“Before 2020, victims of sexual harassment could hardly find a national law clearly defining the offense or effectively holding employers accountable for their failure to create a safe work environment,” Professor Li said. “Given the legal ambiguity on this issue, we can only imagine how difficult it can be for victims – many of whom are women – to speak out, to obtain formal redress or to obtain any form of righteousness.”

“We will continue to witness the relentless struggles of victims to have their voices heard and to realize their rights promised on the books.”

Key Chinese legislation has been debated to provide women with more safeguards against sexual harassment in the workplace, including prohibiting employers from asking job candidates about their plans for marriage or pregnancy or preventing them from doing both.

The proposal also defined sexual harassment as the subjection of women against their will to “verbal expressions with a sexual connotation, inappropriate or unnecessary bodily behavior, sexually explicit images or allusions to advantages in exchange for intimate relations or sexual relations “.

However, the legal system and Chinese society are hampering progress.

“There are deep-rooted structural issues inside and outside of Chinese courts that prevent victims from having their experiences recognized and redressed by authorities. Moreover, changing ordinary people’s perception of the issue will also take time,” Professor Li explained.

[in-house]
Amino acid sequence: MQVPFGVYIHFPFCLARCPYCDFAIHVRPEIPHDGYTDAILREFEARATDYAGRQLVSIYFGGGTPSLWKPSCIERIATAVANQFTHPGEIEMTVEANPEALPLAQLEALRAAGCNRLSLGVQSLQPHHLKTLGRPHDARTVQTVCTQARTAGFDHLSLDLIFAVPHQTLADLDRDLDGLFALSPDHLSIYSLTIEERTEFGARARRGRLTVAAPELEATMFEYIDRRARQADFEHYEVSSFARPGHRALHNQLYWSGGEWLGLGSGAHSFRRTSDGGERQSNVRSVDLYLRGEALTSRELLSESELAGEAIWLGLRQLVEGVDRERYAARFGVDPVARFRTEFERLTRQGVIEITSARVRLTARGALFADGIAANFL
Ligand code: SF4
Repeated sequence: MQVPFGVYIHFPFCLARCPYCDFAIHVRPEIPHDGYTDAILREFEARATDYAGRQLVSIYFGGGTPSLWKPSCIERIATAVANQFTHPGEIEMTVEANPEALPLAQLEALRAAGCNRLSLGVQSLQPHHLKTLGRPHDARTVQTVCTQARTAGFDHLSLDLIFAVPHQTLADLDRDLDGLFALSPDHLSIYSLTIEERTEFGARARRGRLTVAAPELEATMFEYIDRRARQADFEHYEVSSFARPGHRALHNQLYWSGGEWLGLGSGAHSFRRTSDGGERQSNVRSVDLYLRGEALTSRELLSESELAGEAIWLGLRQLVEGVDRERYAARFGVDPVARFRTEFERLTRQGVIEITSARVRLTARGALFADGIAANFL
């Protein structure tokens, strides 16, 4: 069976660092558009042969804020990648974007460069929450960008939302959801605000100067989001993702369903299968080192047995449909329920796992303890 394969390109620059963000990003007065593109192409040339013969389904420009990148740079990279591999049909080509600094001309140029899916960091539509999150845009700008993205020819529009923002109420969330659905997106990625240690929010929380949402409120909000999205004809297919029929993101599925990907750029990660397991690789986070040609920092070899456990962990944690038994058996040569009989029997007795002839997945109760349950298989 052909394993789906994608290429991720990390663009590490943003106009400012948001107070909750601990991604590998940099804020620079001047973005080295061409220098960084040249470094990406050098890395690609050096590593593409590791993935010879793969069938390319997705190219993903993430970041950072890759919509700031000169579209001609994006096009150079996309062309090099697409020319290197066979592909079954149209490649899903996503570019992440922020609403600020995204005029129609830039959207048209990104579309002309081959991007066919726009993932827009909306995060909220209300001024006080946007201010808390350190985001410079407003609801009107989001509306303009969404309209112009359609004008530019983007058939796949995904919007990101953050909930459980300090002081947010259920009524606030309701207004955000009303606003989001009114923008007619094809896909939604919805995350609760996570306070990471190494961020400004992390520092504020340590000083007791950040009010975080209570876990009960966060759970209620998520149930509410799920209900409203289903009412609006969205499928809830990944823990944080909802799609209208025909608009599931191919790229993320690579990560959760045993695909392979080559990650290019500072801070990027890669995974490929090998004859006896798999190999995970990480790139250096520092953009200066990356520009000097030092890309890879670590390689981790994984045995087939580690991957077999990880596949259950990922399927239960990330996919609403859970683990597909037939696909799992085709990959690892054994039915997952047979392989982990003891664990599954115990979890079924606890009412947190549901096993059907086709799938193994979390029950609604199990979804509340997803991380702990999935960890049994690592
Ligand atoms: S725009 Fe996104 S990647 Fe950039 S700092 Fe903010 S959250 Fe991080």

Although China boasts of having nearly one in four female judges, these judges have done little to help fight for more rights for women in trials, she added.

“Put more women on the bench will not be enough,” Professor Li said. , deviating from and even outright undermining women’s rights.”

“In my research, I focus primarily on judicial decision-making in divorce litigation. Unfortunately, I did not find female judges more sympathetic towards women than their male colleagues; nor could I find evidence that women judges do more to uphold women’s rights or gender equality,” she added.

The legal expert predicted that the struggles of victims of sexual harassment and assault in China could last for some time.

“For many years to come, we will continue to witness the uphill struggles of victims to have their voices heard and their promised rights on the books respected,” she said.

Image by Philippe Bourhis